I think as a child I lived an unnecessarily split life. Creativity is something I pursued at an early age, but I also valued reason and analysis. Intellect. For some stupid reason, I was taught that people were either smart analytically OR they were smart creatively. Never both. That’s obviously so false, and now I find I’m my most creative when I combine reason with imagination—I think that’s why I love making classes and resources so much. I discovered a passion for watercolor as an adult (I thought I was so terrible at art until I was 23 and tried hand lettering on a whim), and a lot of the analytical processes I learned as a literary analysis major helped me unlock what had always seemed so unattainable: how to be an artist.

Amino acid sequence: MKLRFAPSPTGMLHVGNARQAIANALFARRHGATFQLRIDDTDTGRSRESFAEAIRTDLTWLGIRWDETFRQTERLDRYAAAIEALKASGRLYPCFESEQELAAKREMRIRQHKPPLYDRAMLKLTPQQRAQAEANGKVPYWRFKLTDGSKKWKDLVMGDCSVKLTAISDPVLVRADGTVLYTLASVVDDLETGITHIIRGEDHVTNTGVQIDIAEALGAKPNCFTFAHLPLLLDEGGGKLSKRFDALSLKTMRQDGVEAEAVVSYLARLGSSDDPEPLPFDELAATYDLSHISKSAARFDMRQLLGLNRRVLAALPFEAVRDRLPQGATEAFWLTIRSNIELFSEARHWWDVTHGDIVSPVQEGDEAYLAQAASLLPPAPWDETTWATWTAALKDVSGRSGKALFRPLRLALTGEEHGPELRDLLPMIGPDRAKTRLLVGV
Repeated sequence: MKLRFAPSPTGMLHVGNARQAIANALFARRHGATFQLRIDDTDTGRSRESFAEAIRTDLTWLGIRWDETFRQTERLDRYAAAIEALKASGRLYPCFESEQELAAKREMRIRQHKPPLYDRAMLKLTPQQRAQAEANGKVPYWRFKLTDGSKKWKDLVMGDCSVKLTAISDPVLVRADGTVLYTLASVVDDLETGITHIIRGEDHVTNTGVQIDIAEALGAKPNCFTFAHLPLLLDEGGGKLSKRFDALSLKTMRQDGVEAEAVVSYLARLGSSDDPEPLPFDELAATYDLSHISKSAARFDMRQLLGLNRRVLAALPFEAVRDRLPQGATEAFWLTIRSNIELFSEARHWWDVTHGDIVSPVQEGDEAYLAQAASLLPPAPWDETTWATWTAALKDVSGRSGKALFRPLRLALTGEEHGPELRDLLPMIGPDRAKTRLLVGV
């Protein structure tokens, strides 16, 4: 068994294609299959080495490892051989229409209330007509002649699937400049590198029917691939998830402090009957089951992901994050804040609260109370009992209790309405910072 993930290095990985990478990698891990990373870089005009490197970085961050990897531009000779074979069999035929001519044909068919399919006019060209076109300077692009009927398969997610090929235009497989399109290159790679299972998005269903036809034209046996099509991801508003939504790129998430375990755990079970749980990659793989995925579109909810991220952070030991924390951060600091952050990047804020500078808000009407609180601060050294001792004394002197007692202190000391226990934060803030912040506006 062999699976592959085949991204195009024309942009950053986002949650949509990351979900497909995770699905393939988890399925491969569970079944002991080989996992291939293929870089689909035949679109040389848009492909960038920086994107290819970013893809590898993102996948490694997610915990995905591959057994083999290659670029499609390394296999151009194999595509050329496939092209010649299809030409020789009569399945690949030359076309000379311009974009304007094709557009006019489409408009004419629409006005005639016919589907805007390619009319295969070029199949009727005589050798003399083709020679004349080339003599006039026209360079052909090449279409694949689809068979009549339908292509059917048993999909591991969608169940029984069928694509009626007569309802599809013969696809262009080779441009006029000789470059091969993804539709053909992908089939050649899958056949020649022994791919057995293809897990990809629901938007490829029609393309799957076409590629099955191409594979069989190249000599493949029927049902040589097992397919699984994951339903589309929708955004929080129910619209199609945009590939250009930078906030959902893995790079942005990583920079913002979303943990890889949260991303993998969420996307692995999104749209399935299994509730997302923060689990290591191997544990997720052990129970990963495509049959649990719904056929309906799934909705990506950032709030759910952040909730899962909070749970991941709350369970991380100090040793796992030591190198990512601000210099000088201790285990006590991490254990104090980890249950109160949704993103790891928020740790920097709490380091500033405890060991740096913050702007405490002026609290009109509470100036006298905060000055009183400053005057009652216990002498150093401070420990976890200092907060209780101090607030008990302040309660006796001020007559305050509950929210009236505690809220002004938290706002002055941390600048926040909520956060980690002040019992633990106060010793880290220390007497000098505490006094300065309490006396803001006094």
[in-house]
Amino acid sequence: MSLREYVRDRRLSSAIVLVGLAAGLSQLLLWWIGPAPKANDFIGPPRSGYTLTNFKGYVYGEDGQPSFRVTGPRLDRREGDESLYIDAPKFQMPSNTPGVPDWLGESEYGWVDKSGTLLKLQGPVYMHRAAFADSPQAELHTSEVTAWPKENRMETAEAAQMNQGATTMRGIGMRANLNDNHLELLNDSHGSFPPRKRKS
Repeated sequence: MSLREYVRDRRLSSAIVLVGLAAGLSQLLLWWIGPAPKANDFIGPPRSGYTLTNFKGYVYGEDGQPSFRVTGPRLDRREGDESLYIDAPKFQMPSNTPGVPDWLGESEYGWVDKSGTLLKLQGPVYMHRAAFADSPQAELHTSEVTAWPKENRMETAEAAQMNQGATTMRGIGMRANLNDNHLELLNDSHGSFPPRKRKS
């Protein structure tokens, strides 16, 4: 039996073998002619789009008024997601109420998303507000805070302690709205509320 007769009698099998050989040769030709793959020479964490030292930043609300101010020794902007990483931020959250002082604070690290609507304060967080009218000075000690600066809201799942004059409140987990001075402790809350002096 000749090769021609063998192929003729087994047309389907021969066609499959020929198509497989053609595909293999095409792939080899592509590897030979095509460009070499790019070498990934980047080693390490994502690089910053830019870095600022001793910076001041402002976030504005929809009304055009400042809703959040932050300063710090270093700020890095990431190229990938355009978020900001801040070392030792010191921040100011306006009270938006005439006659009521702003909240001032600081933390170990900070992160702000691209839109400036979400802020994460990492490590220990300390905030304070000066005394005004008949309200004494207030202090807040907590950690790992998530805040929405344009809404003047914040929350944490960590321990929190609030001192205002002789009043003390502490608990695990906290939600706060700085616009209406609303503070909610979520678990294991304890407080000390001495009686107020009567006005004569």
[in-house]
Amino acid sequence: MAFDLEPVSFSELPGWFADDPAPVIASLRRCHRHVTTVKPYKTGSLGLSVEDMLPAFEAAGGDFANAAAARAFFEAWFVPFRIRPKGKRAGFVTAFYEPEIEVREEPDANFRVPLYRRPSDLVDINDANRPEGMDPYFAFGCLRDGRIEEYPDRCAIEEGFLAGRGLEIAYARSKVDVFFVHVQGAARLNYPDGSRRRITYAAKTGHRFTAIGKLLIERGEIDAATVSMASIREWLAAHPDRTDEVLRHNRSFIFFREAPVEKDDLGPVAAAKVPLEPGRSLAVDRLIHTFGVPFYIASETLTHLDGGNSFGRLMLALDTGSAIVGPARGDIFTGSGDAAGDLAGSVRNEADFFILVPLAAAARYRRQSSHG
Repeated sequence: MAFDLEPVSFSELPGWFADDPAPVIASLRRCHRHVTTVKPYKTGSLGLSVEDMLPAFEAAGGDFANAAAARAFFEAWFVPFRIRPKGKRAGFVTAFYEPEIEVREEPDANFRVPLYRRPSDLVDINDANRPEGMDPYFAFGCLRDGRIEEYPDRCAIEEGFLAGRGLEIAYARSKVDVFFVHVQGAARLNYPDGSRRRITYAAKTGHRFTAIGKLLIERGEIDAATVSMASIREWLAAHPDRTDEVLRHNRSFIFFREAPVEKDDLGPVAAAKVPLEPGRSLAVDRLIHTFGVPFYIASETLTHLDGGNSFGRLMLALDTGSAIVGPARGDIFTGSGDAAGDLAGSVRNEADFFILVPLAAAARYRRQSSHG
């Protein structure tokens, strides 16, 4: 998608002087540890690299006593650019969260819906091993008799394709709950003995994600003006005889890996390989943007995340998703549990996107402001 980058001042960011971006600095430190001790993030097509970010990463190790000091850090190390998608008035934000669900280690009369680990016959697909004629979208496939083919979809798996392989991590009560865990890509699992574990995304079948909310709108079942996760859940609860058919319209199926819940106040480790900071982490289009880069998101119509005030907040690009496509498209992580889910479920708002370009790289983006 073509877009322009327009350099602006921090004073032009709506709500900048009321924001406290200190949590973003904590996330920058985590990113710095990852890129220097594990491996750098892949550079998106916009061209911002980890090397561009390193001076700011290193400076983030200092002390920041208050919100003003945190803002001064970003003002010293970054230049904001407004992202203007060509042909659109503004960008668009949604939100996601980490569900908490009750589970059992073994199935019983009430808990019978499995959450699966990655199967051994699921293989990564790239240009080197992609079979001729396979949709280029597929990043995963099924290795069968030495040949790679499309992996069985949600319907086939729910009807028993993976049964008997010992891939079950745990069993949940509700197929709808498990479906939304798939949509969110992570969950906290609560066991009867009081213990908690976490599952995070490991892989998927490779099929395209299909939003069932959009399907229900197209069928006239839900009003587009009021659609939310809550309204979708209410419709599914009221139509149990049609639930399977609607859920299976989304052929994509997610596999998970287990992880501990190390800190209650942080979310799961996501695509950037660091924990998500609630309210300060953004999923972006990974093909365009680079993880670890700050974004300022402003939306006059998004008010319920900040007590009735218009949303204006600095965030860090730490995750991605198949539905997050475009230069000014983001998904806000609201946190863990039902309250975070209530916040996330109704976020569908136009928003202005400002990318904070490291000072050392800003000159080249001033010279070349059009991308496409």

Since then, I’ve found that if I give myself room to figure something out, if I remind myself that every technique can be broken down and simplified, then I’m more eager and motivated to create and make messes because even if I don’t achieve exactly what I set out to achieve, I’ve still learned something. I’m not sure if that really makes sense? I guess my point is that for me, creativity isn’t just some state of madness that has no rhyme or reason—it’s using building blocks to unleash potential inside myself I didn’t even know I had. But I need the building blocks first, or else I get too self-conscious to really delve deep and find what it is from inside me that needs to be created.